Late-Order Resistance Can't Rescue 1s from Another Defeat
By Matt Nichols
It's Deja Vu all over again for Dan Roberts and Co. as Councillor the Scorer reports from Camberley
I thought about just providing the match report from last week as the course of this game was so similar, but that was a copy of the week before. The script is a bit like a badly written novel. A team full of hope arrives at the ground. The cruel gods of fate slap them in the face by denying our heroes a chance to bowl first on a green one based solely on the toss of a coin. The story then goes down-hill ending with the team dejectedly drowning their sorrows in a strange bar with no points for consolation.
The script is now too familiar. A hopeful first few overs then a few quick wickets, followed by a tentative revival which is then snuffed out by a cruel act of fate, possibly a bad decision or an unplayable ball. Then some rather more adhesive batting from the tail to produce a total, but one which is well short of par. This week seven batsmen reached double figures, but only one, Will Arkell, got beyond 20, finishing with 35. There was the now expected cameo from Jamie Aldridge (18 from 19 balls) before the innings ended on 145 all out after 54 overs.
A special mention to the standard of catering at Camberley for both lunch and tea – absolutely outstanding. Even the quiche had flavour, something I thought was impossible.
The bowling also went pretty much to script. Some decent early overs, rewarded by a wicket. Then some steady batting progress with a few expensive overs thrown in for good measure. There is a change of bowling, but despite keeping the run rate down the score just keeps on going up. Then a dramatic moment which brings renewed hope, this week it was two wickets in two balls for Rory Annandale – one bowled and one LBW. The score was then 80 for 3 after 21 overs.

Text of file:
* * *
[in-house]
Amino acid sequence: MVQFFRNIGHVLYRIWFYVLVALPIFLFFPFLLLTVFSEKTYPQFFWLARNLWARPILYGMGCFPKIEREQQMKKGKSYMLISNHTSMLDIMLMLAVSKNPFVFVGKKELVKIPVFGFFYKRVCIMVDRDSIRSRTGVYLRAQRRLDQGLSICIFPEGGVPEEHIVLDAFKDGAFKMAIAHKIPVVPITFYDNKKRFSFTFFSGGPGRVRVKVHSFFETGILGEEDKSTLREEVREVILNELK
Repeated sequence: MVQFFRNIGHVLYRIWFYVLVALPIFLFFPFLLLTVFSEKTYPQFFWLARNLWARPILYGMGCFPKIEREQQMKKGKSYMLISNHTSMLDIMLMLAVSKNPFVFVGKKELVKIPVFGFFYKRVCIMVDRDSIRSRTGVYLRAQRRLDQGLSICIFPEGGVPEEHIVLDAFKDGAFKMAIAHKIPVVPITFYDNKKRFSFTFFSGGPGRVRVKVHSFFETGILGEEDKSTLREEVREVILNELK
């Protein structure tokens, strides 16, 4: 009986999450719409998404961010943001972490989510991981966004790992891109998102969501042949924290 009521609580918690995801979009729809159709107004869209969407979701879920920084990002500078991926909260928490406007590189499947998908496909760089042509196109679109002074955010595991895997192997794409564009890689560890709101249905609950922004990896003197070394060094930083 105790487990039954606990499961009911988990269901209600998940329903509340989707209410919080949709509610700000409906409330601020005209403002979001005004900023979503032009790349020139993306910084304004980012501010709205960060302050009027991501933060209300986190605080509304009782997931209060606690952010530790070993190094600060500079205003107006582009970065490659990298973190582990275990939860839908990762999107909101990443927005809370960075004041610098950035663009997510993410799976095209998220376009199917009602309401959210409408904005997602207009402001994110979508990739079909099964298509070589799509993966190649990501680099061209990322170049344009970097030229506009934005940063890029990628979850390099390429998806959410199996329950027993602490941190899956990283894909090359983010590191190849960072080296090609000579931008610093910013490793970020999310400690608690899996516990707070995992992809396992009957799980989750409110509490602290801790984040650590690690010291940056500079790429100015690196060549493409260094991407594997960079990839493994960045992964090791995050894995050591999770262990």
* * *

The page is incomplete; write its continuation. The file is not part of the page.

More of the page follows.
Unfortunately the Camberley number 5 was in no mood to give Walton a look in and promptly hit 53 off just 43 balls to finish the match after 33 overs. Even Dan Roberts, on his birthday, could not snare a batsman in his usual web of confusion.
So another week of losing the toss, batting first and then losing the game. In the last three weeks the toss has had a huge effect, maybe not on the result, but at the very least on the metrics of the match. With three consecutive low scores to get, the opposition have been confident when it was their turn to bat and Walton were under pressure from the first ball they bowled.
Several of the batsmen need to find form at the same time. Next week would be a good time to do this. Who are we playing? Oh, it’s the unbeaten Normandy team who have been wiping the floor with everyone this season. No problem then.